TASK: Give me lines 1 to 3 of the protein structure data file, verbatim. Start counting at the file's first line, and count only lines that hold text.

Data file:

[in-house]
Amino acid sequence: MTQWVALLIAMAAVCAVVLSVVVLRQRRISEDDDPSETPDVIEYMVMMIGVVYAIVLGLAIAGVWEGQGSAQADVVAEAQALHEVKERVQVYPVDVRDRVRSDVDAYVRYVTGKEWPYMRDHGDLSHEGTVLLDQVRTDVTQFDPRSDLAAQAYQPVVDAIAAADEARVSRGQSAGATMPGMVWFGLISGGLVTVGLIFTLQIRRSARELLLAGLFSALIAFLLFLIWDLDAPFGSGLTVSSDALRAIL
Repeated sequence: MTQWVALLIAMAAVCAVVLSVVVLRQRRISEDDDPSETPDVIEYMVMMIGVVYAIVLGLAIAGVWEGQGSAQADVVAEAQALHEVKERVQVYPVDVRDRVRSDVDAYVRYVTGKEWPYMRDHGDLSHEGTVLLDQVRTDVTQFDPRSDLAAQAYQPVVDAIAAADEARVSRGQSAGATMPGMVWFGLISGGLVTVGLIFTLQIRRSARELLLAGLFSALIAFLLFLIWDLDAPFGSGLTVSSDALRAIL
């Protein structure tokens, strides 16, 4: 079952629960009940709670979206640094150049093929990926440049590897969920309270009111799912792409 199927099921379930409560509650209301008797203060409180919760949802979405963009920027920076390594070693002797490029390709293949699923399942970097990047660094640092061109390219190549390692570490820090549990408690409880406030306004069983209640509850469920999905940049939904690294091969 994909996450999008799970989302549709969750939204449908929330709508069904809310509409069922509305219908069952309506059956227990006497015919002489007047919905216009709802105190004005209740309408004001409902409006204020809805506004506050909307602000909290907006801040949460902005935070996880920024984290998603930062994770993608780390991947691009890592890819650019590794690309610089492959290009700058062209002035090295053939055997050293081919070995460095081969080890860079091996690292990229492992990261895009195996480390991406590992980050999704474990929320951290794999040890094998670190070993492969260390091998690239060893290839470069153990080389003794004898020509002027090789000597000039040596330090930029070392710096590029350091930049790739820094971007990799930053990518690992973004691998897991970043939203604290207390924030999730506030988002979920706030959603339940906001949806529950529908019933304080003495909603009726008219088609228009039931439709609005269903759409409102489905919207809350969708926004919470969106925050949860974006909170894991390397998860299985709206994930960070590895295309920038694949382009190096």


[in-house]
Amino acid sequence: MTQWVALLIAMAAVCAVVLSVVVLRQRRISEDDDPSETPDVIEYMVMMIGVVYAIVLGLAIAGVWEGQGSAQADVVAEAQALHEVKERVQVYPVDVRDRVRSDVDAYVRYVTGKEWPYMRDHGDLSHEGTVLLDQVRTDVTQFDPRSDLAAQAYQPVVDAIAAADEARVSRGQSAGATMPGMVWFGLISGGLVTVGLIFTLQIRRSARELLLAGLFSALIAFLLFLIWDLDAPFGSGLTVSSDALRAIL
Repeated sequence: MTQWVALLIAMAAVCAVVLSVVVLRQRRISEDDDPSETPDVIEYMVMMIGVVYAIVLGLAIAGVWEGQGSAQADVVAEAQALHEVKERVQVYPVDVRDRVRSDVDAYVRYVTGKEWPYMRDHGDLSHEGTVLLDQVRTDVTQFDPRSDLAAQAYQPVVDAIAAADEARVSRGQSAGATMPGMVWFGLISGGLVTVGLIFTLQIRRSARELLLAGLFSALIAFLLFLIWDLDAPFGSGLTVSSDALRAIL